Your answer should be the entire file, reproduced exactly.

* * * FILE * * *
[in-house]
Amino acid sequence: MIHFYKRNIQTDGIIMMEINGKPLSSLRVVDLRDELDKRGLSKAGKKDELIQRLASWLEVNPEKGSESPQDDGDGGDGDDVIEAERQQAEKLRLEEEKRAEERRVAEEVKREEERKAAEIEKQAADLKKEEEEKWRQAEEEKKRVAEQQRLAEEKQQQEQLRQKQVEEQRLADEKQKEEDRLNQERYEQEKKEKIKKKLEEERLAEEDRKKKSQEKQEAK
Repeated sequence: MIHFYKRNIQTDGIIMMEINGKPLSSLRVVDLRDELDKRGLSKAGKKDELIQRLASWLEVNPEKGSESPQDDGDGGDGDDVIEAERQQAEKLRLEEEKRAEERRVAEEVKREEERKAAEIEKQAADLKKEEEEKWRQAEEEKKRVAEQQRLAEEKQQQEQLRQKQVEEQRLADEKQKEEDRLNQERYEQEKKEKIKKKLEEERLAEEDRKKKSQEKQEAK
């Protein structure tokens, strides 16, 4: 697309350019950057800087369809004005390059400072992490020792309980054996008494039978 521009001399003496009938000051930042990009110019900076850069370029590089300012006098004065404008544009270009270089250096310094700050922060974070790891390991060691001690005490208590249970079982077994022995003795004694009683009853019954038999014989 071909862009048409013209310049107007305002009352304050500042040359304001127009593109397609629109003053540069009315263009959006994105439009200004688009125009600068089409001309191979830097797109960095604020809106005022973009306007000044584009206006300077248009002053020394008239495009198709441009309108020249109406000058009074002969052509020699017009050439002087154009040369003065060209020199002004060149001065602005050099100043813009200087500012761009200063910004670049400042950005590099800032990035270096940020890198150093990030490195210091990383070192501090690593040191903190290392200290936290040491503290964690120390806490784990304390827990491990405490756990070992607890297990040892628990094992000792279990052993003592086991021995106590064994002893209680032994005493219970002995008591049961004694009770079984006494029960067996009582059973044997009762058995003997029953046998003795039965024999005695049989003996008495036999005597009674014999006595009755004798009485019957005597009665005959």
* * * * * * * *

[in-house]
Amino acid sequence: MIHFYKRNIQTDGIIMMEINGKPLSSLRVVDLRDELDKRGLSKAGKKDELIQRLASWLEVNPEKGSESPQDDGDGGDGDDVIEAERQQAEKLRLEEEKRAEERRVAEEVKREEERKAAEIEKQAADLKKEEEEKWRQAEEEKKRVAEQQRLAEEKQQQEQLRQKQVEEQRLADEKQKEEDRLNQERYEQEKKEKIKKKLEEERLAEEDRKKKSQEKQEAK
Repeated sequence: MIHFYKRNIQTDGIIMMEINGKPLSSLRVVDLRDELDKRGLSKAGKKDELIQRLASWLEVNPEKGSESPQDDGDGGDGDDVIEAERQQAEKLRLEEEKRAEERRVAEEVKREEERKAAEIEKQAADLKKEEEEKWRQAEEEKKRVAEQQRLAEEKQQQEQLRQKQVEEQRLADEKQKEEDRLNQERYEQEKKEKIKKKLEEERLAEEDRKKKSQEKQEAK
């Protein structure tokens, strides 16, 4: 697309350019950057800087369809004005390059400072992490020792309980054996008494039978 521009001399003496009938000051930042990009110019900076850069370029590089300012006098004065404008544009270009270089250096310094700050922060974070790891390991060691001690005490208590249970079982077994022995003795004694009683009853019954038999014989 071909862009048409013209310049107007305002009352304050500042040359304001127009593109397609629109003053540069009315263009959006994105439009200004688009125009600068089409001309191979830097797109960095604020809106005022973009306007000044584009206006300077248009002053020394008239495009198709441009309108020249109406000058009074002969052509020699017009050439002087154009040369003065060209020199002004060149001065602005050099100043813009200087500012761009200063910004670049400042950005590099800032990035270096940020890198150093990030490195210091990383070192501090690593040191903190290392200290936290040491503290964690120390806490784990304390827990491990405490756990070992607890297990040892628990094992000792279990052993003592086991021995106590064994002893209680032994005493219970002995008591049961004694009770079984006494029960067996009582059973044997009762058995003997029953046998003795039965024999005695049989003996008495036999005597009674014999006595009755004798009485019957005597009665005959």